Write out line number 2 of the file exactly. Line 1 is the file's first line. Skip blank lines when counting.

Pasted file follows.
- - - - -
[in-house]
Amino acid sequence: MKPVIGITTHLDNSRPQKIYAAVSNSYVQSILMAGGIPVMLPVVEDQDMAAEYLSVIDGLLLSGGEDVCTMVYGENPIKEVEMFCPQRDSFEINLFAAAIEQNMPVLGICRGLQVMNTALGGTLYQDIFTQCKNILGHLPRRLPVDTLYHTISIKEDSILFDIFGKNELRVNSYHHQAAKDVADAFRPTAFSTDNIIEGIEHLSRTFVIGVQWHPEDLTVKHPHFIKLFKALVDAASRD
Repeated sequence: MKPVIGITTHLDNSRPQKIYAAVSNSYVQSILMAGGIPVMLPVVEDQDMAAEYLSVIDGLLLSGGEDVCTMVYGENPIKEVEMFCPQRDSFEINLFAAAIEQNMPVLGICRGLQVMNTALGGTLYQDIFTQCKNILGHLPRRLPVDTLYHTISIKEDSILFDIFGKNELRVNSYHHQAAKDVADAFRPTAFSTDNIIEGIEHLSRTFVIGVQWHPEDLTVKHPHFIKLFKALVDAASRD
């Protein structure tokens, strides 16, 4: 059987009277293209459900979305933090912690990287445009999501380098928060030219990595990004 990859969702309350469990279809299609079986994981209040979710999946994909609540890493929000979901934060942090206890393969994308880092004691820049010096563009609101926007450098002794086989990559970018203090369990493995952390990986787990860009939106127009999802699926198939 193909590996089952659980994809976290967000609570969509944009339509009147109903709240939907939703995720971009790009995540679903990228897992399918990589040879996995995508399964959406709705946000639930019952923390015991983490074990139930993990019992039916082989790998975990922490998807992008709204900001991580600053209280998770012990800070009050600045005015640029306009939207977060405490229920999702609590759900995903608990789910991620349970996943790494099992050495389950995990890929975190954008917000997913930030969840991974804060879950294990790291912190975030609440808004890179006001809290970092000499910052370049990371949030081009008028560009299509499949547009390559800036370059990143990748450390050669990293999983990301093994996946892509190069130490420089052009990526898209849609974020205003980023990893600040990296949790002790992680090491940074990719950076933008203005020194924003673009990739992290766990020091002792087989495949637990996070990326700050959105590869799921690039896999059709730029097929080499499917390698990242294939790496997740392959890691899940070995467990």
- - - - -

Amino acid sequence: MKPVIGITTHLDNSRPQKIYAAVSNSYVQSILMAGGIPVMLPVVEDQDMAAEYLSVIDGLLLSGGEDVCTMVYGENPIKEVEMFCPQRDSFEINLFAAAIEQNMPVLGICRGLQVMNTALGGTLYQDIFTQCKNILGHLPRRLPVDTLYHTISIKEDSILFDIFGKNELRVNSYHHQAAKDVADAFRPTAFSTDNIIEGIEHLSRTFVIGVQWHPEDLTVKHPHFIKLFKALVDAASRD